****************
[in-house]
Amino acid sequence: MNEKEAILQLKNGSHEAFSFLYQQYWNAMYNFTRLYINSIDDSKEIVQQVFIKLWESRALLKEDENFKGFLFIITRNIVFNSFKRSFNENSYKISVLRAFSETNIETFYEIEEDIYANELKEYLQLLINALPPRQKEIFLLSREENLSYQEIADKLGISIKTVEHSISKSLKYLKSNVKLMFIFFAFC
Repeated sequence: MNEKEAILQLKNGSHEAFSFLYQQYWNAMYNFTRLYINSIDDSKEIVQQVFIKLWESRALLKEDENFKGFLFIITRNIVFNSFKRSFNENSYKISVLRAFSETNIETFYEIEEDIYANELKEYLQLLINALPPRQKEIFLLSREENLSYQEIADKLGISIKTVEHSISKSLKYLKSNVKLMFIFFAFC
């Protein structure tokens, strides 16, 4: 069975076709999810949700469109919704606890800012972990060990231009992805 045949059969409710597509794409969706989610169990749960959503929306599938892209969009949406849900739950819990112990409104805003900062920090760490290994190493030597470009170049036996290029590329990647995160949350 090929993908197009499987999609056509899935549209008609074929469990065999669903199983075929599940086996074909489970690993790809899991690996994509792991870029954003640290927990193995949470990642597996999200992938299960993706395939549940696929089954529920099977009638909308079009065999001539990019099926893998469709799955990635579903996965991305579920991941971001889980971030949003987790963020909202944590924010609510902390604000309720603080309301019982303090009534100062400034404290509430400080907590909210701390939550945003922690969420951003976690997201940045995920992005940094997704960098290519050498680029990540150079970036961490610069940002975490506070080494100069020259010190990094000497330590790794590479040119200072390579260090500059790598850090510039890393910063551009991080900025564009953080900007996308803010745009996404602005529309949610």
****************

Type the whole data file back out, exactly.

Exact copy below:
[in-house]
Amino acid sequence: MNEKEAILQLKNGSHEAFSFLYQQYWNAMYNFTRLYINSIDDSKEIVQQVFIKLWESRALLKEDENFKGFLFIITRNIVFNSFKRSFNENSYKISVLRAFSETNIETFYEIEEDIYANELKEYLQLLINALPPRQKEIFLLSREENLSYQEIADKLGISIKTVEHSISKSLKYLKSNVKLMFIFFAFC
Repeated sequence: MNEKEAILQLKNGSHEAFSFLYQQYWNAMYNFTRLYINSIDDSKEIVQQVFIKLWESRALLKEDENFKGFLFIITRNIVFNSFKRSFNENSYKISVLRAFSETNIETFYEIEEDIYANELKEYLQLLINALPPRQKEIFLLSREENLSYQEIADKLGISIKTVEHSISKSLKYLKSNVKLMFIFFAFC
């Protein structure tokens, strides 16, 4: 069975076709999810949700469109919704606890800012972990060990231009992805 045949059969409710597509794409969706989610169990749960959503929306599938892209969009949406849900739950819990112990409104805003900062920090760490290994190493030597470009170049036996290029590329990647995160949350 090929993908197009499987999609056509899935549209008609074929469990065999669903199983075929599940086996074909489970690993790809899991690996994509792991870029954003640290927990193995949470990642597996999200992938299960993706395939549940696929089954529920099977009638909308079009065999001539990019099926893998469709799955990635579903996965991305579920991941971001889980971030949003987790963020909202944590924010609510902390604000309720603080309301019982303090009534100062400034404290509430400080907590909210701390939550945003922690969420951003976690997201940045995920992005940094997704960098290519050498680029990540150079970036961490610069940002975490506070080494100069020259010190990094000497330590790794590479040119200072390579260090500059790598850090510039890393910063551009991080900025564009953080900007996308803010745009996404602005529309949610």